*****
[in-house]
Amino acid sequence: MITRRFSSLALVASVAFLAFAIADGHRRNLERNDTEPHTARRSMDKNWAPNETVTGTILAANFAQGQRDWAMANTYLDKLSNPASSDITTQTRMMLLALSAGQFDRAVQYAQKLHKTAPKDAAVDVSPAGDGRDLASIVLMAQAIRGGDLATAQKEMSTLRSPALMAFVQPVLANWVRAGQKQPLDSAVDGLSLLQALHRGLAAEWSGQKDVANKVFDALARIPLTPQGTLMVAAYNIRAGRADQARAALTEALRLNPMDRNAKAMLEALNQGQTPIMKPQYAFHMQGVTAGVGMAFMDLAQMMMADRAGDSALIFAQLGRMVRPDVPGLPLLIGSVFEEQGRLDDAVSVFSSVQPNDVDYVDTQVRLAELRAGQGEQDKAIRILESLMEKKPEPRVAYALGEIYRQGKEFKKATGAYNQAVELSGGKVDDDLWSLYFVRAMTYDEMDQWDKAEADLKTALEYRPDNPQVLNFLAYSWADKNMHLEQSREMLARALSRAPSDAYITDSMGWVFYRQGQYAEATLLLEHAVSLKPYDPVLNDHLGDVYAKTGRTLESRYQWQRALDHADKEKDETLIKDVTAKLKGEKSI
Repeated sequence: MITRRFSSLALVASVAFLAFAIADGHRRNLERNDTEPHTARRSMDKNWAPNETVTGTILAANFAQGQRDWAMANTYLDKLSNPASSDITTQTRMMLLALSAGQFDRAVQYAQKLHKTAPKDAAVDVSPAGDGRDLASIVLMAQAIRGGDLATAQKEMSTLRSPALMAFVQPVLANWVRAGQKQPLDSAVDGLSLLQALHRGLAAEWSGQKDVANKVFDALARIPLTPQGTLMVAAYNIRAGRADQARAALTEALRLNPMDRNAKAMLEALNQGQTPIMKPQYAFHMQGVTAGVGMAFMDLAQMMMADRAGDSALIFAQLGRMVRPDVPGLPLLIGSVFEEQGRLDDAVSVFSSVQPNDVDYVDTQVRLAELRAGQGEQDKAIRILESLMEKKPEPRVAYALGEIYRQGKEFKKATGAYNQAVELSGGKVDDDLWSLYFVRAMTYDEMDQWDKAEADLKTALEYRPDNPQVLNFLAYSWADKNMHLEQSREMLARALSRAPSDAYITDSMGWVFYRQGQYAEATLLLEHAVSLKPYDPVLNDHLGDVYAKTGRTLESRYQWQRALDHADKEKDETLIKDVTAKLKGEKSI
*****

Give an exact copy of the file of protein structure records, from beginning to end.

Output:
[in-house]
Amino acid sequence: MITRRFSSLALVASVAFLAFAIADGHRRNLERNDTEPHTARRSMDKNWAPNETVTGTILAANFAQGQRDWAMANTYLDKLSNPASSDITTQTRMMLLALSAGQFDRAVQYAQKLHKTAPKDAAVDVSPAGDGRDLASIVLMAQAIRGGDLATAQKEMSTLRSPALMAFVQPVLANWVRAGQKQPLDSAVDGLSLLQALHRGLAAEWSGQKDVANKVFDALARIPLTPQGTLMVAAYNIRAGRADQARAALTEALRLNPMDRNAKAMLEALNQGQTPIMKPQYAFHMQGVTAGVGMAFMDLAQMMMADRAGDSALIFAQLGRMVRPDVPGLPLLIGSVFEEQGRLDDAVSVFSSVQPNDVDYVDTQVRLAELRAGQGEQDKAIRILESLMEKKPEPRVAYALGEIYRQGKEFKKATGAYNQAVELSGGKVDDDLWSLYFVRAMTYDEMDQWDKAEADLKTALEYRPDNPQVLNFLAYSWADKNMHLEQSREMLARALSRAPSDAYITDSMGWVFYRQGQYAEATLLLEHAVSLKPYDPVLNDHLGDVYAKTGRTLESRYQWQRALDHADKEKDETLIKDVTAKLKGEKSI
Repeated sequence: MITRRFSSLALVASVAFLAFAIADGHRRNLERNDTEPHTARRSMDKNWAPNETVTGTILAANFAQGQRDWAMANTYLDKLSNPASSDITTQTRMMLLALSAGQFDRAVQYAQKLHKTAPKDAAVDVSPAGDGRDLASIVLMAQAIRGGDLATAQKEMSTLRSPALMAFVQPVLANWVRAGQKQPLDSAVDGLSLLQALHRGLAAEWSGQKDVANKVFDALARIPLTPQGTLMVAAYNIRAGRADQARAALTEALRLNPMDRNAKAMLEALNQGQTPIMKPQYAFHMQGVTAGVGMAFMDLAQMMMADRAGDSALIFAQLGRMVRPDVPGLPLLIGSVFEEQGRLDDAVSVFSSVQPNDVDYVDTQVRLAELRAGQGEQDKAIRILESLMEKKPEPRVAYALGEIYRQGKEFKKATGAYNQAVELSGGKVDDDLWSLYFVRAMTYDEMDQWDKAEADLKTALEYRPDNPQVLNFLAYSWADKNMHLEQSREMLARALSRAPSDAYITDSMGWVFYRQGQYAEATLLLEHAVSLKPYDPVLNDHLGDVYAKTGRTLESRYQWQRALDHADKEKDETLIKDVTAKLKGEKSI